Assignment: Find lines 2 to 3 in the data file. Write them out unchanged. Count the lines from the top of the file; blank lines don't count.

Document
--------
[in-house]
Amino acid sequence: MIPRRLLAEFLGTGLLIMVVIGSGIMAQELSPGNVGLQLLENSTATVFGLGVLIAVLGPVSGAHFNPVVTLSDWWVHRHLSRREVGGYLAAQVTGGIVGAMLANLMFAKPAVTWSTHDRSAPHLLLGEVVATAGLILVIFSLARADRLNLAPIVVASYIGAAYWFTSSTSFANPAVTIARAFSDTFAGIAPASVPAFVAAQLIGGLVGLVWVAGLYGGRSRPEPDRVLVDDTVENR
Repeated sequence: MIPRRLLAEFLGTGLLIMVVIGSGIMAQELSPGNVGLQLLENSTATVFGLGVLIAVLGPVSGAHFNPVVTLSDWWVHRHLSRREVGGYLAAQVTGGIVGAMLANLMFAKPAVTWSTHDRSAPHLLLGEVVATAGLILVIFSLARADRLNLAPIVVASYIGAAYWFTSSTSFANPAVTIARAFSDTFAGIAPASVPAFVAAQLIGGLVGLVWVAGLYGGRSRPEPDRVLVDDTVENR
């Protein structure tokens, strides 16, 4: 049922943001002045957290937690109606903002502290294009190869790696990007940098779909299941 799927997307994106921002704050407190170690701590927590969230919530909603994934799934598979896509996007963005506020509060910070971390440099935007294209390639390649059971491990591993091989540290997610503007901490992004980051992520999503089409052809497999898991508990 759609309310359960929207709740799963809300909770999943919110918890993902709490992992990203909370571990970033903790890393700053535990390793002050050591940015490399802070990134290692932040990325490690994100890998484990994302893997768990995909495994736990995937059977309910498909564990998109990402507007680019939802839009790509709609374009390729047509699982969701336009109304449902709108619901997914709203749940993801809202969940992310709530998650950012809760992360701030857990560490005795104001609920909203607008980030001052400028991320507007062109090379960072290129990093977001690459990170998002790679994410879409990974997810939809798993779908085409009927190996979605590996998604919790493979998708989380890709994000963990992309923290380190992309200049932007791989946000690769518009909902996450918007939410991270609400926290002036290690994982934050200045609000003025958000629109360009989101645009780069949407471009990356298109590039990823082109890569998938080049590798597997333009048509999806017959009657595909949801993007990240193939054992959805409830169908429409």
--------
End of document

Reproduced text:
Amino acid sequence: MIPRRLLAEFLGTGLLIMVVIGSGIMAQELSPGNVGLQLLENSTATVFGLGVLIAVLGPVSGAHFNPVVTLSDWWVHRHLSRREVGGYLAAQVTGGIVGAMLANLMFAKPAVTWSTHDRSAPHLLLGEVVATAGLILVIFSLARADRLNLAPIVVASYIGAAYWFTSSTSFANPAVTIARAFSDTFAGIAPASVPAFVAAQLIGGLVGLVWVAGLYGGRSRPEPDRVLVDDTVENR
Repeated sequence: MIPRRLLAEFLGTGLLIMVVIGSGIMAQELSPGNVGLQLLENSTATVFGLGVLIAVLGPVSGAHFNPVVTLSDWWVHRHLSRREVGGYLAAQVTGGIVGAMLANLMFAKPAVTWSTHDRSAPHLLLGEVVATAGLILVIFSLARADRLNLAPIVVASYIGAAYWFTSSTSFANPAVTIARAFSDTFAGIAPASVPAFVAAQLIGGLVGLVWVAGLYGGRSRPEPDRVLVDDTVENR